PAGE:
Section P

Oh, my girl. So it has come to this. You and I both know what will come from such a decision. Your girls will grow up detesting you, you who would not protect them from your own foolish decisions, and because of this, they will become you, choosing for themselves men who give them nothing but trouble, and so the cycle will continue endlessly, girl to girl to girl. Isn’t this always the case?

But maybe we haven’t found the right crossroad yet. What if we went back seven years? Back to when it was just you and your three daughters and their father, all living in this same leaky house. All the doors were open and there was so much room to breathe. Do you remember the piano? Do you remember how your girls used to gather around their father and sing as he pounded out “When the Saints Go Marching Home”? You used to get so annoyed by that. Do you still?

You remember their father, don’t you? Not your first love, the one on the beach, but your true love, that good man you met at the party who loved you so much and knew what you needed but still couldn’t give it to you? The one with too many debts?

The girls remember this man, but barely. Mostly they remember his voice, the gravel of it, and his breath that smelled like clams and beer, a warm smell that blanketed them as he read them bedtime stories from the old hardback copy of Grimm’s fairytales he brought home from the bookstore as a gift for you. You told him not to read those awful stories to the girls, but he did anyway, and this is what the girls will always remember of him no matter how many stories they’re told otherwise. His voice and his warmth and his stories that always ended badly but tried to teach them something anyway. But you remember more, don’t you?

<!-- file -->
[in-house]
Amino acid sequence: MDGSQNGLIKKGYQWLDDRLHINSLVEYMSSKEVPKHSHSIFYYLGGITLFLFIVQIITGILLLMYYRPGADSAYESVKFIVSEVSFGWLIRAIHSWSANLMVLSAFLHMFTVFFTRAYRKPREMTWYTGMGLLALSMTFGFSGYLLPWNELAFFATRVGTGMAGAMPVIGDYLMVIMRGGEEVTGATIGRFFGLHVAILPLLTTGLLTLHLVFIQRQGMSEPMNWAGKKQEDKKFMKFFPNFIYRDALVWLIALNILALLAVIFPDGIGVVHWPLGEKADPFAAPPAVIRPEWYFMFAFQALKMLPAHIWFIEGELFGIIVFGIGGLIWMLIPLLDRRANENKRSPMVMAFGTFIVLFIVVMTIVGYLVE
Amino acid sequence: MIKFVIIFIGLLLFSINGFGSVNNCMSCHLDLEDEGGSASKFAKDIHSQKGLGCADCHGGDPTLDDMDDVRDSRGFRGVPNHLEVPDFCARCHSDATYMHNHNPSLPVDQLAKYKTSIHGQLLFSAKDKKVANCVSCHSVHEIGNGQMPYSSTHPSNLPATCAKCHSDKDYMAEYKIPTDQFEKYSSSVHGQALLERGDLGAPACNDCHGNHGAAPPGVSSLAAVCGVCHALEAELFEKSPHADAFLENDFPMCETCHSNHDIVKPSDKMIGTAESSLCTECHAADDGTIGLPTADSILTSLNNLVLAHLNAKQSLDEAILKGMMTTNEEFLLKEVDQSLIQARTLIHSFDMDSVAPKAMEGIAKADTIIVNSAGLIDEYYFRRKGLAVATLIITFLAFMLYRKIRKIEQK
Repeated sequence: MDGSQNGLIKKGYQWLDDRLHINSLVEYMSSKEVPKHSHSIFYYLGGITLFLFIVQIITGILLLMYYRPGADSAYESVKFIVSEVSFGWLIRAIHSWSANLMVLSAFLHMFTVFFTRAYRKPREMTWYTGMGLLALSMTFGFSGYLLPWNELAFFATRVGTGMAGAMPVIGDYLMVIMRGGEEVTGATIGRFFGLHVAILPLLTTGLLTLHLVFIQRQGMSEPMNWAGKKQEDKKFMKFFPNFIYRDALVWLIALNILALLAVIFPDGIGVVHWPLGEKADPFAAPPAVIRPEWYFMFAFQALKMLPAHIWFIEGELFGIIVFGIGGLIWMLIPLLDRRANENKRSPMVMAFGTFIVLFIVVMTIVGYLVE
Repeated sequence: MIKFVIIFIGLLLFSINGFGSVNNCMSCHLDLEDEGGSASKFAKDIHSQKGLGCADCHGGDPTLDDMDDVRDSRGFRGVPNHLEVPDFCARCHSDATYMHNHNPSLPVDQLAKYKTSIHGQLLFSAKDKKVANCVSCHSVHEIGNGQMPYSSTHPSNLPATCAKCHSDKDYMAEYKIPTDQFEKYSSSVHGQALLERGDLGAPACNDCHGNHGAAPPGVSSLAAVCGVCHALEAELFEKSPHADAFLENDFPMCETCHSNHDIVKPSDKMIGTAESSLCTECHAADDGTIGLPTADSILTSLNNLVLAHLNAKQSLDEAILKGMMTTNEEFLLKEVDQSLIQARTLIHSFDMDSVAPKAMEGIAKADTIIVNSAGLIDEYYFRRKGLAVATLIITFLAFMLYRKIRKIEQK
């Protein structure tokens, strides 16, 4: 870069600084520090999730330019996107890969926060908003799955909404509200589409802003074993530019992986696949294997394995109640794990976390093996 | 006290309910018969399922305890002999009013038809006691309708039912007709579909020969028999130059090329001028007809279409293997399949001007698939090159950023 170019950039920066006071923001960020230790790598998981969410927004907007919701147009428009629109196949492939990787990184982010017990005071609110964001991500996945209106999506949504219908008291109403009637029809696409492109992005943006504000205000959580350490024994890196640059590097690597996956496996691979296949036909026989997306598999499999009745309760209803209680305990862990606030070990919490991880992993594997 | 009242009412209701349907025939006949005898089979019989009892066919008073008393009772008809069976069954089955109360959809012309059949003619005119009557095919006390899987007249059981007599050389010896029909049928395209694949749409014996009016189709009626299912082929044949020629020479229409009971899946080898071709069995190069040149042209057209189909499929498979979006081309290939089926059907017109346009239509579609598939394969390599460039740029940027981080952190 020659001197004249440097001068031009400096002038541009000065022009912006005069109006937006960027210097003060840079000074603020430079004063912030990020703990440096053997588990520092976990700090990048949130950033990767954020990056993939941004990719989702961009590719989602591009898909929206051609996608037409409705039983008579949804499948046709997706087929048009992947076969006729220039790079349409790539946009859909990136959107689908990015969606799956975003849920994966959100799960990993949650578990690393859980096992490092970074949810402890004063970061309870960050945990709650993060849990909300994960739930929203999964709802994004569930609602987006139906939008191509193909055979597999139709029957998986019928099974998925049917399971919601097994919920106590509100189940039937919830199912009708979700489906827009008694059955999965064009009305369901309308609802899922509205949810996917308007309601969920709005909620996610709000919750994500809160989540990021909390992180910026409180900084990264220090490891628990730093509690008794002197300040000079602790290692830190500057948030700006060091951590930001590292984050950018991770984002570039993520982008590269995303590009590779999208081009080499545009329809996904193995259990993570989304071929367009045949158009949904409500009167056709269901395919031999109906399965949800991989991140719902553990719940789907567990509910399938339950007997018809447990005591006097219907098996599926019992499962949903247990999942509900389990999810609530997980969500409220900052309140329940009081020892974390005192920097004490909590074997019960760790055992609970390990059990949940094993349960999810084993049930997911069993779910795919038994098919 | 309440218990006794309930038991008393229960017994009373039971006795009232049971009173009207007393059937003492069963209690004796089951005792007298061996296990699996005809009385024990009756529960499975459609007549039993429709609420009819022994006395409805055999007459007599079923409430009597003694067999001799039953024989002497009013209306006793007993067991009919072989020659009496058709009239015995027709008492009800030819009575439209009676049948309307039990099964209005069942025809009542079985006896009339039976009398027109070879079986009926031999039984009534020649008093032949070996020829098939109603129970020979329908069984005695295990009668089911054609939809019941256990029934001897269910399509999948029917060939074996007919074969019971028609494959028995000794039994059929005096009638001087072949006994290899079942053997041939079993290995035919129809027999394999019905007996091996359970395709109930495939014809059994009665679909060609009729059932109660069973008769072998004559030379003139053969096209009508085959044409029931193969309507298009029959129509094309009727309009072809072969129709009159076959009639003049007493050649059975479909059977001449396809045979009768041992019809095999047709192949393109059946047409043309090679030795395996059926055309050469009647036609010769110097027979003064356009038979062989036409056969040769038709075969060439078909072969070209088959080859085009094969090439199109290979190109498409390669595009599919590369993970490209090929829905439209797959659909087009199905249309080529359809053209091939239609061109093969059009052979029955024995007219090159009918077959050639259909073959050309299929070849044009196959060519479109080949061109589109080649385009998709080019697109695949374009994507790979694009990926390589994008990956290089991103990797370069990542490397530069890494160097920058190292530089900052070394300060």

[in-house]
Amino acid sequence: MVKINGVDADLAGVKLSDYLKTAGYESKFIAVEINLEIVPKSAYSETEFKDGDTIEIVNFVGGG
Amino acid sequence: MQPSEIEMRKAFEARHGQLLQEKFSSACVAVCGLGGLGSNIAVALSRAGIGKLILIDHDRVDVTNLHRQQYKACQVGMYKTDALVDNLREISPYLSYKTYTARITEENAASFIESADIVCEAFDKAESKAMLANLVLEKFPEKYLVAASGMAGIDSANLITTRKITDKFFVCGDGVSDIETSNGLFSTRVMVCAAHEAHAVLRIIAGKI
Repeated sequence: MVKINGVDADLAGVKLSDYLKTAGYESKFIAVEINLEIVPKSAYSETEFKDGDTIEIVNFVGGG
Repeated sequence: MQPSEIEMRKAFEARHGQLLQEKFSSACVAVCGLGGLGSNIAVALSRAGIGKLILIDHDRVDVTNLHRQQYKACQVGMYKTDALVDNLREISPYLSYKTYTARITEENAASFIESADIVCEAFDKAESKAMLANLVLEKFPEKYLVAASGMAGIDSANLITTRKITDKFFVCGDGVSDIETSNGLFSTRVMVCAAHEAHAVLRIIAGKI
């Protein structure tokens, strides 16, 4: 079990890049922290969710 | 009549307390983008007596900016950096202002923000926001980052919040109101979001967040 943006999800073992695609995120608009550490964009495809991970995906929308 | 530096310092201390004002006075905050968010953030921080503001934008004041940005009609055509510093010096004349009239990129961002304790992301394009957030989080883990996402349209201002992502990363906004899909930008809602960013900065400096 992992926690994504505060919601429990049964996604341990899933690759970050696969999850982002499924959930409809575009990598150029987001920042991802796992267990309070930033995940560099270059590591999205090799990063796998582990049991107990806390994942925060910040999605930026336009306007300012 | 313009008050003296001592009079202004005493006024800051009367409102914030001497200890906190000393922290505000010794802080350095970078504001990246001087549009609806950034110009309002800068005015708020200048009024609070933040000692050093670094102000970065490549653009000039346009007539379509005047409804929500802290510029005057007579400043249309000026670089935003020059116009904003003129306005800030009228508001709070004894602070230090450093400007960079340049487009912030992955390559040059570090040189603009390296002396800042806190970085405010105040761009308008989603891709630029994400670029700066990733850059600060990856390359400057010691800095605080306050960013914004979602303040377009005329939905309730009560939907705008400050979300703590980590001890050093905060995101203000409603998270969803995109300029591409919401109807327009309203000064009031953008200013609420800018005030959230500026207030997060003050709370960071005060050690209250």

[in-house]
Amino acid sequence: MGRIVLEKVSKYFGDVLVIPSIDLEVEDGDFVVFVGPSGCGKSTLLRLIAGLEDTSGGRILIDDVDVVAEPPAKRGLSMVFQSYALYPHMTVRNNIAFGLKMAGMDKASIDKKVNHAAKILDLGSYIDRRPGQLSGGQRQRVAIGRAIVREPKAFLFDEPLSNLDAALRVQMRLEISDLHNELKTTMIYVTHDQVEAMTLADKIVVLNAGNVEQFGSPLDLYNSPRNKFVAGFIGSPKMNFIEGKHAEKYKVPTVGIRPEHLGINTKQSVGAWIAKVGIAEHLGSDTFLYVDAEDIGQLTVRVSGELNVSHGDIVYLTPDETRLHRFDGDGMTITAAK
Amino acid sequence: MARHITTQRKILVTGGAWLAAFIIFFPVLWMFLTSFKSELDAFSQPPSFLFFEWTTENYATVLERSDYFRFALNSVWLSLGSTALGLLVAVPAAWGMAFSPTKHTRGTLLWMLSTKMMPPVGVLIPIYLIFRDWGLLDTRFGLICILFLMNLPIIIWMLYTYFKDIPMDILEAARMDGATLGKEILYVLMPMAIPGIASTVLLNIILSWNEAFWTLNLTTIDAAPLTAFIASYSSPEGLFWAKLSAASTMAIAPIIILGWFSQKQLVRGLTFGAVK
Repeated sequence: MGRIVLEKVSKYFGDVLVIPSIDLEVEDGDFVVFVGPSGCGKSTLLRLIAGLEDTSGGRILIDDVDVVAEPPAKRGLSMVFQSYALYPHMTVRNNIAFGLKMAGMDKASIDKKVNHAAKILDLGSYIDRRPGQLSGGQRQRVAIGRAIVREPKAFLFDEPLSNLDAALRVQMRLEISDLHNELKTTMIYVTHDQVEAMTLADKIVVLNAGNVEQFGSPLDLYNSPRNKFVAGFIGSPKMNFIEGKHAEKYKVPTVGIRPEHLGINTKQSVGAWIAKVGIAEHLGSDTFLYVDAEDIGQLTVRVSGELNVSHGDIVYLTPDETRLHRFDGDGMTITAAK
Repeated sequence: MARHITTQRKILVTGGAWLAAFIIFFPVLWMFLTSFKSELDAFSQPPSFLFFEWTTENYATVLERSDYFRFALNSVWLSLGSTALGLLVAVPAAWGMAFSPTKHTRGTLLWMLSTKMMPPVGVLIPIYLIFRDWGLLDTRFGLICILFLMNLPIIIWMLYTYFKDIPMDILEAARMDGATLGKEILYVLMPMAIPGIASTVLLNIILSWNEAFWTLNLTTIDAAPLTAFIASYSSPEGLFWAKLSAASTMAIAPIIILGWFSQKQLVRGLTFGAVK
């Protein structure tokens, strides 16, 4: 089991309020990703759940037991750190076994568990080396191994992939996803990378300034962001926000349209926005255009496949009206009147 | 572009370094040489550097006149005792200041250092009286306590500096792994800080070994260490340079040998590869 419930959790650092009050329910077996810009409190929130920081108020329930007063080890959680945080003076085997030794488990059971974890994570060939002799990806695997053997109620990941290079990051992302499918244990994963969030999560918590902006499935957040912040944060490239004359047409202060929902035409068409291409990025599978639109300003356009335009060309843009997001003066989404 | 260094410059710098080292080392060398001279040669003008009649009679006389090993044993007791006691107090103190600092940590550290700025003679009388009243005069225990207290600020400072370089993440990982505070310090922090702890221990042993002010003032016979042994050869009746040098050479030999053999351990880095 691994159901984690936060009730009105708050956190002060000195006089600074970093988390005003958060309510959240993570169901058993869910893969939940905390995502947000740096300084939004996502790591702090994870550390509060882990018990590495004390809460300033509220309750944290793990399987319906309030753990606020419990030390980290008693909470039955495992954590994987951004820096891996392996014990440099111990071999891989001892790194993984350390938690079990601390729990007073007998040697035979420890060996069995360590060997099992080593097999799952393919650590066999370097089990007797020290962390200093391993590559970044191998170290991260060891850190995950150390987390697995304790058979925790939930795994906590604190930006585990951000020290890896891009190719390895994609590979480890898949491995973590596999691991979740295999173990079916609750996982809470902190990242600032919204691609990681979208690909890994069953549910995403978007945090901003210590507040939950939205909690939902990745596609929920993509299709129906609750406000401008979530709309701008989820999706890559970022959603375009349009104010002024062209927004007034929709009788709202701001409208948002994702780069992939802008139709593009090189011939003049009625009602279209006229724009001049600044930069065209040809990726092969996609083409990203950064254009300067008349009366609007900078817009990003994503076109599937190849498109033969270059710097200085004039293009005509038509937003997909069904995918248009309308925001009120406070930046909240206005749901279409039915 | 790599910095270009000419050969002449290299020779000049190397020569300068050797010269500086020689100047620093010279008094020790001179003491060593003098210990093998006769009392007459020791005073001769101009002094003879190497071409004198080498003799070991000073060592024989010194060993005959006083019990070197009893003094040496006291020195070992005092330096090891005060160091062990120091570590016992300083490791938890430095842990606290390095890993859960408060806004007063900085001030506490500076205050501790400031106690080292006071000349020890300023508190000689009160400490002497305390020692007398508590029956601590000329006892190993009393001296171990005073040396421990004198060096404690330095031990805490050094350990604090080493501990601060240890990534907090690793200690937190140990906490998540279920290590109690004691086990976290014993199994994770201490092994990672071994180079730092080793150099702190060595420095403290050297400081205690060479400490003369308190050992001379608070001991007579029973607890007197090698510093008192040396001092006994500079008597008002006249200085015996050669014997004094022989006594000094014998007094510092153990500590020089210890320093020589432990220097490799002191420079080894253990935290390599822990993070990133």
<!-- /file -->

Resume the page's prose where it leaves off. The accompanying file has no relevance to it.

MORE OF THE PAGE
You remember how desperately you loved him, how you just wanted him to change, to get better, to pay off his debts and stop taking money out of the bank. You remember locking him out of your shared account, finding the emergency cash missing, finding your oldest daughter’s first checking account emptied of its meager contents. You remember the way he cried into his hands when you asked him about all this missing money. You remember the smell of his unwashed hair as he buried his face in your neck. You would’ve kept him forever if you could’ve. If he could’ve been different. But this isn’t his story, it’s yours, and we don’t have the power to change his choices.

What if we went back to that last day, seven years ago, before he disappeared? Instead of kissing him goodbye and letting him go to work, where the loan sharks would find him, you could make another choice. You could take a road trip somewhere, to Vermont maybe, or Rhode Island. You could insist he stay home, and the two of you could curl up on the couch and watch whatever reruns were playing on TV that day while the girls were at school. You could go out and buy lobsters to boil for dinner as a surprise for the girls. You could go on a walk on the beach, gathering sea glass the way you used to when you’d first met. Maybe you’d find a starfish with all of its legs. Maybe you’d toss it back to sea unharmed.

If we tried enough paths, maybe we’d find the one that would lead to a moment other than this one. We could go back, together, and do it all over again, again and again until we found what we wanted. What do you say, sweets? You in?